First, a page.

It was a Sunday afternoon not unlike most on our dairy farm in south central Pennsylvania. The day was warm and sunny, the grass was green, and the farm was alive with the fellowship of relatives visiting. Conversations about the price of grain, the newest neighbors down the road, and the topic of the morning’s sermon were shared in a relaxed atmosphere by people seated on lawn chairs enjoying bowls of homemade ice cream and glasses of chilled homemade root beer.

I loved days like that. All seemed safe and right in the world, and through a child’s eyes – innocent. Yet a trip to the hayloft with my older sister and a teenage hired field hand would begin to wake me from my naive cocoon.

The barn was a fun place to play, a huge playhouse that with any imagination could become a castle, a classroom or an amusement park. I especially liked the hayloft. There I could jump, fly through the air and somersault without ever receiving a scratch. Oh, the hay could be irritating if it got caught between my clothes and skin, but the time away within my fantasy world was far more worthwhile than the time it took to shake the hay from beneath my clothing.

It was there, while playing with my sister, that the hired hand coaxed, “Come on you two, just pull down your pants and let me put some hay in them.”

I looked at my older sister. She was five years older and blossoming into a beautiful young lady. Tall, thin, and lovely, everything this kid sister wanted to be. Yet in this delicate time in her life when maturity forged ahead with no promise of innocence returning, she froze. Unwarranted shame held her captive.

I looked at the hired hand. My mind screamed, “This isn’t right!” My stomach churned. I wanted to flee.

“No.”, I said to the boy. “No!” I turned to my sister. “I’m going to tell Dad!”

Determined, I raced from the barn toward safety, toward the only protector I had ever known.

There was my dad, seated in the circle of chairs, chatting away as if there was all the time in the world. No need to rush, only listen and respond with an occasional hardy laugh. “Daddy, Daddy, Tom is in the hayloft and he’s trying to put hay in Sally’s and my pants.” My father’s jovial face turned stone cold, and the mood of that lazy Sunday afternoon ended abruptly as my father bolted from his lawn chair, his destination unquestionable, his mission sure.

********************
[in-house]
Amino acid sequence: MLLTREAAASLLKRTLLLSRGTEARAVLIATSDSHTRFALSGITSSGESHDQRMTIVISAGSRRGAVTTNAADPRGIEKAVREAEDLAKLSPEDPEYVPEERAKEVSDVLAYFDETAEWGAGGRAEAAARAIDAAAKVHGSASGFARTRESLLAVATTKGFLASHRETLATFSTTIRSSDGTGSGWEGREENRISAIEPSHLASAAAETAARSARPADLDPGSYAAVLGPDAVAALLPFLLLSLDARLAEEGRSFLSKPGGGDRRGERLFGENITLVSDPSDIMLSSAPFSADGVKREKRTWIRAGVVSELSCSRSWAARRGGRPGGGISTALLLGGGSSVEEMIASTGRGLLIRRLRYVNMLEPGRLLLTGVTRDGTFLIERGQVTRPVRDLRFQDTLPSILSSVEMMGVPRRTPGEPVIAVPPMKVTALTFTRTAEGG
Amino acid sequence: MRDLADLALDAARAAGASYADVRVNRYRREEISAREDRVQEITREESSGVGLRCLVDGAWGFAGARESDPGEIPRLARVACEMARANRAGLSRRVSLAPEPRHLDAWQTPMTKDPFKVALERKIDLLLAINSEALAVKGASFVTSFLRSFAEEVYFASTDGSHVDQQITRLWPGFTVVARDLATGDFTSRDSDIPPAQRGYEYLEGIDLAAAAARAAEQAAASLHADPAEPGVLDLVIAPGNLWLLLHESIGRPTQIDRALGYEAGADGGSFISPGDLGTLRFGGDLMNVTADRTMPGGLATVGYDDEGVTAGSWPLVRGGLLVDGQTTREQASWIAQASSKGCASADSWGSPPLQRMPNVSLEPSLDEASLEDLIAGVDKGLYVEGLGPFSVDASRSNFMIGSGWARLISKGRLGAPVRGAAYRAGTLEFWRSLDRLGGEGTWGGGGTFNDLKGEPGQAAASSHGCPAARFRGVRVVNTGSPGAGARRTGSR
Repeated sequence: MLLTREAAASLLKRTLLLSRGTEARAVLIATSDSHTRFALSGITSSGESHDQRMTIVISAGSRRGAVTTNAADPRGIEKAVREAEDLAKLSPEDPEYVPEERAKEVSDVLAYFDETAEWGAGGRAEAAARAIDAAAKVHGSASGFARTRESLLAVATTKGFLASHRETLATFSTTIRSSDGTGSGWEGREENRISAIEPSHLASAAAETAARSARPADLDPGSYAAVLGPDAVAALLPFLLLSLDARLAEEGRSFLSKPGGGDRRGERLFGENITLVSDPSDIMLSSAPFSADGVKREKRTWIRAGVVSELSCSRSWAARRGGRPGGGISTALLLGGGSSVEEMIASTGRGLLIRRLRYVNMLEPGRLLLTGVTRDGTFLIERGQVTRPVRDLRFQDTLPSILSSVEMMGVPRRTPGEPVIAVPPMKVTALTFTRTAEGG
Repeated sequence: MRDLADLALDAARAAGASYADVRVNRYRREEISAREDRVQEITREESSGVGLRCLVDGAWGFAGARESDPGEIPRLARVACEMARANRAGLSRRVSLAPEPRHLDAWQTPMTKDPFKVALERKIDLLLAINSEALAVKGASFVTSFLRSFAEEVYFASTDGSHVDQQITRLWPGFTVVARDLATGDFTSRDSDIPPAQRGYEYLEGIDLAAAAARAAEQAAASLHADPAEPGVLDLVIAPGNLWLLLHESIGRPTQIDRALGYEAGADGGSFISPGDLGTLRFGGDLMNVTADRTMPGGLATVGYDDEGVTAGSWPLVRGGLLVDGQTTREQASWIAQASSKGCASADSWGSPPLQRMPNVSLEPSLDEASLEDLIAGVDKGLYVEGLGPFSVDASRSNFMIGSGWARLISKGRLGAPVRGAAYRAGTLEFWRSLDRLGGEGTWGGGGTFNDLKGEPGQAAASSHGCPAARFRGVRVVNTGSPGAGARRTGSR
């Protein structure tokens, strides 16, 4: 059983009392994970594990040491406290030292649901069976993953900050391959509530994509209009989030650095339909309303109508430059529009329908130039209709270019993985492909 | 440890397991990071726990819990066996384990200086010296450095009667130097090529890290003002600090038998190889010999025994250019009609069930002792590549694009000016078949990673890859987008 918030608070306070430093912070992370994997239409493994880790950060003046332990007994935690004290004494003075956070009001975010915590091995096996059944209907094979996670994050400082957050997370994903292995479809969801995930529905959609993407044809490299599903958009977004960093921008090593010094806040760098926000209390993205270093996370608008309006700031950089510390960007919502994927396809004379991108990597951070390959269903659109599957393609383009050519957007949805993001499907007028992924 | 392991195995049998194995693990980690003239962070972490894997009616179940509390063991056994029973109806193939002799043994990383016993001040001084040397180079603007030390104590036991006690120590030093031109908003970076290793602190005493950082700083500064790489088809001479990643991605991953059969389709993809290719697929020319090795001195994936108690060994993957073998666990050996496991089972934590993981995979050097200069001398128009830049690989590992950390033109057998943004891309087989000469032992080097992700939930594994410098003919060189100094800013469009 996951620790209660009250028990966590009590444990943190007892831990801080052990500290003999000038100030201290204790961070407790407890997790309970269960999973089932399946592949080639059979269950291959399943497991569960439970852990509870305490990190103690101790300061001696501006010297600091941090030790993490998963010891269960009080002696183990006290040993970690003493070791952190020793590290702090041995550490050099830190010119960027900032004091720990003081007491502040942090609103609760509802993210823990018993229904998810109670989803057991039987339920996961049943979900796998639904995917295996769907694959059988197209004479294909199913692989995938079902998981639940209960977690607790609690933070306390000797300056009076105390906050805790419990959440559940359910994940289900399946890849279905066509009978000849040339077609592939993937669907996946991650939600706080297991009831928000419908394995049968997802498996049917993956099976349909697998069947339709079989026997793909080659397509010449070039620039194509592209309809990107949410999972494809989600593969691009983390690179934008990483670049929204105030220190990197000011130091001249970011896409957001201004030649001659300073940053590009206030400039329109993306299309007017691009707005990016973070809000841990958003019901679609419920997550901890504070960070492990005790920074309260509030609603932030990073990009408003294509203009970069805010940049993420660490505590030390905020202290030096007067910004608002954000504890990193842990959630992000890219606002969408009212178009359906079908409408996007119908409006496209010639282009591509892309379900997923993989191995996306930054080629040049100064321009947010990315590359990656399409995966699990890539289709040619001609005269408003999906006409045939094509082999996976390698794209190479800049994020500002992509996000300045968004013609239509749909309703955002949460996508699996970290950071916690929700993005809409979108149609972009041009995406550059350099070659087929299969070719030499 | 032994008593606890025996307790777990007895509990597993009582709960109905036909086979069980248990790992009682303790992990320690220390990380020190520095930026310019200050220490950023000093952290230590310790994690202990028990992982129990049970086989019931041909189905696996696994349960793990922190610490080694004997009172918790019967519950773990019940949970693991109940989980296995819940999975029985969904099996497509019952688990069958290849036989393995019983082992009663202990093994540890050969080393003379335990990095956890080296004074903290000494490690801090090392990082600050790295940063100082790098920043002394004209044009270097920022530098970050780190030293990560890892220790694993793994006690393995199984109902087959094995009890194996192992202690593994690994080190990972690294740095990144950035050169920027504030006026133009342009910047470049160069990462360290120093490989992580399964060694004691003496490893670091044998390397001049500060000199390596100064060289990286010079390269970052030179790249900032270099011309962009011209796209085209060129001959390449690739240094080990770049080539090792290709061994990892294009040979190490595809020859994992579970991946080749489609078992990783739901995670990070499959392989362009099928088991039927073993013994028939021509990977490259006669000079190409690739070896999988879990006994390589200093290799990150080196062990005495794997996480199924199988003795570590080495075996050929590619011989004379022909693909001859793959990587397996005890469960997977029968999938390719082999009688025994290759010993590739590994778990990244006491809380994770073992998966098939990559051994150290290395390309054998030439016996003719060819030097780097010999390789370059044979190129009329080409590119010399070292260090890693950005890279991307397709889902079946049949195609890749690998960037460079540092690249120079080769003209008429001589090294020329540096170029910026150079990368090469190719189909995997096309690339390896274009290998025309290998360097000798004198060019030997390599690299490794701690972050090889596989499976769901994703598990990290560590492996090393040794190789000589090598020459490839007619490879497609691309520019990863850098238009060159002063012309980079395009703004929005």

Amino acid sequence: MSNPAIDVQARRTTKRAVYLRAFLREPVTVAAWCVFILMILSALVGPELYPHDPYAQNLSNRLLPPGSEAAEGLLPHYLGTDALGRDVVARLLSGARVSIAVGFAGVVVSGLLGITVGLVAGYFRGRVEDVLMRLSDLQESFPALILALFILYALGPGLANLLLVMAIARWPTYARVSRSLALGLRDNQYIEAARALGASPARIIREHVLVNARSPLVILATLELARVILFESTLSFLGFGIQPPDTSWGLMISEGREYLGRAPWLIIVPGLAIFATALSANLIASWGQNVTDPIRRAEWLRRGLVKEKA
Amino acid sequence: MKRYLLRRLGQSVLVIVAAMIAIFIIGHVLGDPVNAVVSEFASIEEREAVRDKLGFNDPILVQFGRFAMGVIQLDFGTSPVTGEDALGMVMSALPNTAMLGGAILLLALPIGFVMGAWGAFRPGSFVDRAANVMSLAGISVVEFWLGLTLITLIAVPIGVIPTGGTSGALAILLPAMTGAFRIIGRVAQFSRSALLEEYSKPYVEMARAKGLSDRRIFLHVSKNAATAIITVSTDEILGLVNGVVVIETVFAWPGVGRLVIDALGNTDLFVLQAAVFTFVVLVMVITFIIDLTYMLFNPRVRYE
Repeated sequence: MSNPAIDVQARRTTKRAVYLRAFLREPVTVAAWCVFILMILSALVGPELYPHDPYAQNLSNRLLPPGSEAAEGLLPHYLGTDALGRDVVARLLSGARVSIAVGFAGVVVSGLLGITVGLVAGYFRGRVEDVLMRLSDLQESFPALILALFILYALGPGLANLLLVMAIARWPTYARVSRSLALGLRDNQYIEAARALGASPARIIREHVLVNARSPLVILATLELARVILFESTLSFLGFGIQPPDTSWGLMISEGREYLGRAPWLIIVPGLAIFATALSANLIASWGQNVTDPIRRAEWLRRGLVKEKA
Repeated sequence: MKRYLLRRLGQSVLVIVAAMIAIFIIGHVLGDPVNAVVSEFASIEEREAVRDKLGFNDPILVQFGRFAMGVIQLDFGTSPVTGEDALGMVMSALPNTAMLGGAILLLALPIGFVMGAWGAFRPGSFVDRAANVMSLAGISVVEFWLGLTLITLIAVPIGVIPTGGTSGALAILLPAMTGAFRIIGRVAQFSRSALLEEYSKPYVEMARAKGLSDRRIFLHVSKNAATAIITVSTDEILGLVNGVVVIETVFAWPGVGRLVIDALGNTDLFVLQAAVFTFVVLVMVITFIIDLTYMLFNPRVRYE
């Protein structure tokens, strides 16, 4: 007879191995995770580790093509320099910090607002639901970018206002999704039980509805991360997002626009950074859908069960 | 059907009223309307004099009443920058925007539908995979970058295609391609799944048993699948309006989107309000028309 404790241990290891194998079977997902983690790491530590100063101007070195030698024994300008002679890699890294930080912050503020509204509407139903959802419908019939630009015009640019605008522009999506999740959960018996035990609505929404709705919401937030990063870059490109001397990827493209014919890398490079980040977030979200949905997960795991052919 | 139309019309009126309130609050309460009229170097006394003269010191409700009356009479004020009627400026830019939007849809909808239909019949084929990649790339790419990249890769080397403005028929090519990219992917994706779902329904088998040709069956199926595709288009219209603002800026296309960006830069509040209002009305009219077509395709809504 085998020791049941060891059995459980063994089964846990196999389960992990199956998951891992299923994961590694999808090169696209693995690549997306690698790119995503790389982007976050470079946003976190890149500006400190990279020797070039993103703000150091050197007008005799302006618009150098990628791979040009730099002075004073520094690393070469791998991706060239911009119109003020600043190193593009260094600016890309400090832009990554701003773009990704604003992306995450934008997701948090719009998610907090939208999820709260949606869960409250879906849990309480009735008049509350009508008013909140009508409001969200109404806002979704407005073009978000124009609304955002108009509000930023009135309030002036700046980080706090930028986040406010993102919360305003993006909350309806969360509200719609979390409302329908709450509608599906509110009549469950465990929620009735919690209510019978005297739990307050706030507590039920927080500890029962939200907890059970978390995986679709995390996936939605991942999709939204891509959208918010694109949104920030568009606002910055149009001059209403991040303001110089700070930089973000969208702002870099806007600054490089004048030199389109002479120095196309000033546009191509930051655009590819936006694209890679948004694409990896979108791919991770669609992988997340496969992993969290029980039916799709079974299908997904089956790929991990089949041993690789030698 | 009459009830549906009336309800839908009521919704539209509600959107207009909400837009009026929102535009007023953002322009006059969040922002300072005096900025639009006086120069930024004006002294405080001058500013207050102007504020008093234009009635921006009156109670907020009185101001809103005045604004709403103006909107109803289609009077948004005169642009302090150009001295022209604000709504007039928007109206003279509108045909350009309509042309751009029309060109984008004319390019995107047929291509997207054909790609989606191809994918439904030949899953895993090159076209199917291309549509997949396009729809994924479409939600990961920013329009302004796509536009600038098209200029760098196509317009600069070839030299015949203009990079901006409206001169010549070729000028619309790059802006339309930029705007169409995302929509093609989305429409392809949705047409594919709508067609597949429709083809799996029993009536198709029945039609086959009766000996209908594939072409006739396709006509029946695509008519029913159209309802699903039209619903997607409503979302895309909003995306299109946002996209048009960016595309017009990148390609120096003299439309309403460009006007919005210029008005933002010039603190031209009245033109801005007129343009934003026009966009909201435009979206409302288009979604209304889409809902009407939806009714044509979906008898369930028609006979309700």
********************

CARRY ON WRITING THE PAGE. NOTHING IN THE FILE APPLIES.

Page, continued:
My safe little world returned within the hour. I never saw that troubled young man again, and I never had to worry that the hayloft wouldn’t once again be whatever my imagination would dream it could be. And it’s all because my dad got out of his chair.

Protecting children from sexual abuse is never a child's job, but an adult responsibility. Speak to the children in your care about how special their bodies are, and that no one has the right to touch them where their swimsuit covers. Let's all get out of our chairs.

Wednesday, November 4, 2009

Giggling in a Powder Wonderland

They had been quiet for way too long. Where are they and what are they up to? I wondered.

I checked the living room…no toddlers. Hmm.

Then I heard their giggles. I ascended the stairs.

What’s this? I followed a dusty white trail. Oh my goodness, it’s everywhere! The familiar fragrance of Johnson’s Baby Powder greeted my nose.

There stood my boys, in our bathroom, frozen in a powder wonderland, wide-eyed, staring at me through powder-covered faces.

I took a deep cleansing breath. To my amazement, I relaxed. Giggles surfaced from within, giving life to my weary soul. The boys hadn’t been defiant—just creative. I ran for the camera.

Sometimes as a busy mom, I get so focused on the tasks at hand. I forget to relax. Have fun. Even God relaxed after six busy days of creating our world and perhaps… He even giggled.

Ask God to help you relax today and even enjoy a giggle or two.

There is a time for everything, a season for every activity under heaven. A time to cry and a time to laugh. A time to grieve and a time to dance.
Ecclesiastes 3: 1,4